Agile HR Is Here Now. Is Your Organization Ready?

“Agile” isn’t just for tech anymore. Are you leading the charge for agile HR, or taking a wait-and-see approach? Find out how HR leaders in major firms from IBM to Cigna to Bank of Montreal are innovating agile talent practices to meet the swiftly changing needs of today’s business.

Agile practices have spread from technology into product development, manufacturing, and marketing, and now into HR. Many human resources executives and chief learning officers are faced with moving away from their familiar rules- and planning-based approach toward a faster, participant-driven model. Is your HR organization on board?

In the recent Harvard Business Review article “HR Goes Agile,” Wharton’s Peter Cappelli and NYU’s Anna Tavis discuss how the agile methodology affects a wide range of industries. Cappelli is the director of Wharton’s Center for Human Resources, and his thought leadership has been widely published, including in the New York Times, the Wall Street Journal, Forbes, and the Atlantic.

Here’s a look at some of the findings.

Performance Appraisals: “Annual” Is So Last Year

Many firms have dropped annual performance reviews in favor of frequent assessments, often conducted project by project. You’ll find this new approach cropping up across industries, at GE, IBM, Pfizer, Cigna, The Gap, OppenheimerFunds, and P&G, to name a few.

Johnson & Johnson invited its businesses to try out a new continual-feedback process for three months using a customized app. Employees, peers, and bosses could exchange comments in real time. By the end of the pilot, participation had jumped from 20 percent to 50 percent.

Coaching Skills: A Must for Managers

Getting supervisors to replace judging with coaching can be a challenge “because it undercuts their status and formal authority,” Cappelli and Tavis note. Yet effective coaching is key for agile HR. Supervisors at Cigna undergo coach training designed for busy managers. It’s reportedly stimulating the kinds of open conversations that companies want supervisors to have with direct reports.

Teams: They’re Taking the Helm

While traditional HR focused on the individual, today’s management and talent systems are becoming more team-focused. Employee groups are creating and revising their goals as new information arrives. That means your HR organization needs to adapt to:

  • Multidirectional feedback: Peer feedback is essential to course corrections and employee development in an agile environment.
  • Frontline decision rights: Organizations are empowering employees to operate more independently. To facilitate that—and help senior leaders relinquish some of their decision-making—Bank of Montreal embedded agile coaches in business teams.
  • Complex team dynamics: Today, supervisors must promote healthy group dynamics. At Cisco, a platform called Team Space helps the firm identify the best-performing teams so managers can emulate those principles in their own groups.

Other aspects of HR—including compensation, recruiting, and succession planning—are also undergoing massive shifts as companies test out innovative approaches.

“The agile methodology is being adopted pretty quickly,” observes Cappelli. “The challenge—if HR does not move to adopt it—is that we will have HR practices out of step with the needs of the organization. At some point this can become a career-threatening challenge.” It appears that the pressure is on to embrace agile HR.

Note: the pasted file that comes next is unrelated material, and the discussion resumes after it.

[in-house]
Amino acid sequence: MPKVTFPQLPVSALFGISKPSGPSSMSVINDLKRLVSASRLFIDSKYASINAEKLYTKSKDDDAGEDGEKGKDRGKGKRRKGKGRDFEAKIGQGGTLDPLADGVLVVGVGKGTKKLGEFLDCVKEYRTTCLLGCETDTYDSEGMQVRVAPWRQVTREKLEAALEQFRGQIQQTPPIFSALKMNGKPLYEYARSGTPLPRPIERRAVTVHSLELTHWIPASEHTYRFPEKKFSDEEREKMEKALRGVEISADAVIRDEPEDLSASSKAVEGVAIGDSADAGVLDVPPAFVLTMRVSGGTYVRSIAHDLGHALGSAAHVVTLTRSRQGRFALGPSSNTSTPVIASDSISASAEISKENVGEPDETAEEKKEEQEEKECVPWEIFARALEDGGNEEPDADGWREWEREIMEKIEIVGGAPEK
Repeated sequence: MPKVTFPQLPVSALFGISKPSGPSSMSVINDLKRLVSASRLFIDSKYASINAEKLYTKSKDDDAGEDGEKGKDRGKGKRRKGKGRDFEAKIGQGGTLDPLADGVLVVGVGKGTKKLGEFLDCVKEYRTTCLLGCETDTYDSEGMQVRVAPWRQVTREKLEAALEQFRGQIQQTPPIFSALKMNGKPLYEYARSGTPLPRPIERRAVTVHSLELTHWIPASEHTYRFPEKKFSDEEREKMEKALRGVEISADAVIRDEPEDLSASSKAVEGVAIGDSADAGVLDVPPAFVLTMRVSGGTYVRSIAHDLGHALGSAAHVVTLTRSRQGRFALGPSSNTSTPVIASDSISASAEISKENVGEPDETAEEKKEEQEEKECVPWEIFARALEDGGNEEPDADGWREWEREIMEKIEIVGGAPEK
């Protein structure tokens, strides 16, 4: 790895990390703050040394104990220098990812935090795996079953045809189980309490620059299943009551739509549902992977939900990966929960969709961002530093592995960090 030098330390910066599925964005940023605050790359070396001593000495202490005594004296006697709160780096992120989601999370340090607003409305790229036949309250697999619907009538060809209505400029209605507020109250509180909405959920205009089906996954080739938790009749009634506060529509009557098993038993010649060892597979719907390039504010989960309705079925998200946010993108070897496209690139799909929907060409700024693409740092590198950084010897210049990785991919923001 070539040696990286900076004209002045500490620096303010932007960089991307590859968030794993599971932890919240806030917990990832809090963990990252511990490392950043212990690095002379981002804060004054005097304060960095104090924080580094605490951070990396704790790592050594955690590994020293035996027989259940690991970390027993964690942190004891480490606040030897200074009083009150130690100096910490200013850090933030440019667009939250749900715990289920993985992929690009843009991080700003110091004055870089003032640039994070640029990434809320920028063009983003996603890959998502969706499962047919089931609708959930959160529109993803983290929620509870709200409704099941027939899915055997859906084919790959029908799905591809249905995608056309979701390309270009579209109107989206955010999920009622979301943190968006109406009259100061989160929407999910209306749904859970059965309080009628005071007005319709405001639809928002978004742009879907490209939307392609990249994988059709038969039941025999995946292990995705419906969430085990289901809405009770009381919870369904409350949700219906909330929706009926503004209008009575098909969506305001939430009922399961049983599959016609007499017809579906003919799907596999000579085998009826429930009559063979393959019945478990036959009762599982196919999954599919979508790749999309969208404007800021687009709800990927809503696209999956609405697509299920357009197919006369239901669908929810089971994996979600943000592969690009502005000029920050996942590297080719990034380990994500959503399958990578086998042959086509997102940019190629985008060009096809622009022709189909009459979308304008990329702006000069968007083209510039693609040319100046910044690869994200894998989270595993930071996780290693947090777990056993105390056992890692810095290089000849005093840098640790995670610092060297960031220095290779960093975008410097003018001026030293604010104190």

Learning and Development: What Do Employees Really Need?

Today’s L&D must bring new skills into the organization faster than ever before. New approaches involve using data analysis to identify the skills people need for particular jobs and making training recommendations tailored for individual employees. IBM, for example, uses artificial intelligence to examine employees’ prior and current roles, expected career path, and already-completed training to generate recommendations.

Peter Cappelli, DPhil
George W. Taylor Professor of Management; Director, Center for Human Resources, The Wharton School, University of Pennsylvania

Given today’s agile environments, how do you ensure that your leaders and managers are up to the challenge? Your people need to undergo learning and development that shifts their mindset from yesterday’s static, hierarchical business environment to a team- and project-focused approach for which “nimble” is the word. At Wharton Executive Education, we help mid-level managers to C-suite executives understand and adjust to the idea of constant change so they’re prepared for any business challenge.

Peter Cappelli, who teaches in Wharton Executive Education’s custom programs designed for organizations, notes that Wharton’s faculty begin with the understanding that the world is a highly uncertain place. “And rather than just assuming that away—which is what you see in many other programs—we start with the assumption that there’s uncertainty and move to the idea of managing it.”

Wharton Executive Education offers a range of leadership development and business acumen programs for organizations to help executives learn, evolve, and make an impact:

  • Custom Programs: Let us design learning experiences that reflect your organizational strategy and corporate culture.
  • Open Enrollment: Send small groups or cross-functional teams to Wharton for an immersive learning experience.
  • Online Learning: Bring Wharton’s world-class business education in-house to reach a wider audience within your organization.

Cappelli observes, “The learning that you get here [at Wharton] makes sense. It’s not theoretical; it’s based on what we see going on in the world.”

Partner with Wharton Executive Education for measurable impact. We can design programs that reflect your organizational strategy and corporate culture, and deliver on your business goals.

Visit execed.wharton.upenn.edu/empower or call Wharton Client Relations at 215-746-8093 to learn more.